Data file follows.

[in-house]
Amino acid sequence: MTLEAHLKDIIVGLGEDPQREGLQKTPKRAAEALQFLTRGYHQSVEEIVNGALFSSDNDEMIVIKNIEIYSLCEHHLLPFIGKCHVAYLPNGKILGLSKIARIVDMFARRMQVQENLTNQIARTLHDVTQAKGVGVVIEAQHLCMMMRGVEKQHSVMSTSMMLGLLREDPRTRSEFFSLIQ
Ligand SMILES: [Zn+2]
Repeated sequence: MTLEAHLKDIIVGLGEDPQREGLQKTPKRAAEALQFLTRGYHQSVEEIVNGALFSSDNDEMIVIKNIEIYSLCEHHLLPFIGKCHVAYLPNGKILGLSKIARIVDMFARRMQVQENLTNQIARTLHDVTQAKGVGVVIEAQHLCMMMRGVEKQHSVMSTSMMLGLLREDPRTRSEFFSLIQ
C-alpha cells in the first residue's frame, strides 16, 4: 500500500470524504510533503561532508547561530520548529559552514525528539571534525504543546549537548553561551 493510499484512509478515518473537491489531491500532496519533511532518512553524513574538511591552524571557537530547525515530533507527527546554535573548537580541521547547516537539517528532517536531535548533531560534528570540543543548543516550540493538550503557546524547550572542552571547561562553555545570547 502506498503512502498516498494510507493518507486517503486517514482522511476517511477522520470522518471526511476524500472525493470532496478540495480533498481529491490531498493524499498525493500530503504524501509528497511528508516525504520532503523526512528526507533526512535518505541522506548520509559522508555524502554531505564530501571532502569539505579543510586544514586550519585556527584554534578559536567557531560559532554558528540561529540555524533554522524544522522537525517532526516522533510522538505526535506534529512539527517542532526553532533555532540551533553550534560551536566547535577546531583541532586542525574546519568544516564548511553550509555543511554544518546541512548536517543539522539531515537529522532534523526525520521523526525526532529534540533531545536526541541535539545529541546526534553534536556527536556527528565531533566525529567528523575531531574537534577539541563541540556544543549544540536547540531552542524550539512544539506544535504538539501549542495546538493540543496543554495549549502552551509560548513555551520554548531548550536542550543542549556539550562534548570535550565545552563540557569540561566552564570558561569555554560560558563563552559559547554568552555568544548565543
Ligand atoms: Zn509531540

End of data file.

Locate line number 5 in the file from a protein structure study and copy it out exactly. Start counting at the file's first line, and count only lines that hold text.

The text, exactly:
C-alpha cells in the first residue's frame, strides 16, 4: 500500500470524504510533503561532508547561530520548529559552514525528539571534525504543546549537548553561551 493510499484512509478515518473537491489531491500532496519533511532518512553524513574538511591552524571557537530547525515530533507527527546554535573548537580541521547547516537539517528532517536531535548533531560534528570540543543548543516550540493538550503557546524547550572542552571547561562553555545570547 502506498503512502498516498494510507493518507486517503486517514482522511476517511477522520470522518471526511476524500472525493470532496478540495480533498481529491490531498493524499498525493500530503504524501509528497511528508516525504520532503523526512528526507533526512535518505541522506548520509559522508555524502554531505564530501571532502569539505579543510586544514586550519585556527584554534578559536567557531560559532554558528540561529540555524533554522524544522522537525517532526516522533510522538505526535506534529512539527517542532526553532533555532540551533553550534560551536566547535577546531583541532586542525574546519568544516564548511553550509555543511554544518546541512548536517543539522539531515537529522532534523526525520521523526525526532529534540533531545536526541541535539545529541546526534553534536556527536556527528565531533566525529567528523575531531574537534577539541563541540556544543549544540536547540531552542524550539512544539506544535504538539501549542495546538493540543496543554495549549502552551509560548513555551520554548531548550536542550543542549556539550562534548570535550565545552563540557569540561566552564570558561569555554560560558563563552559559547554568552555568544548565543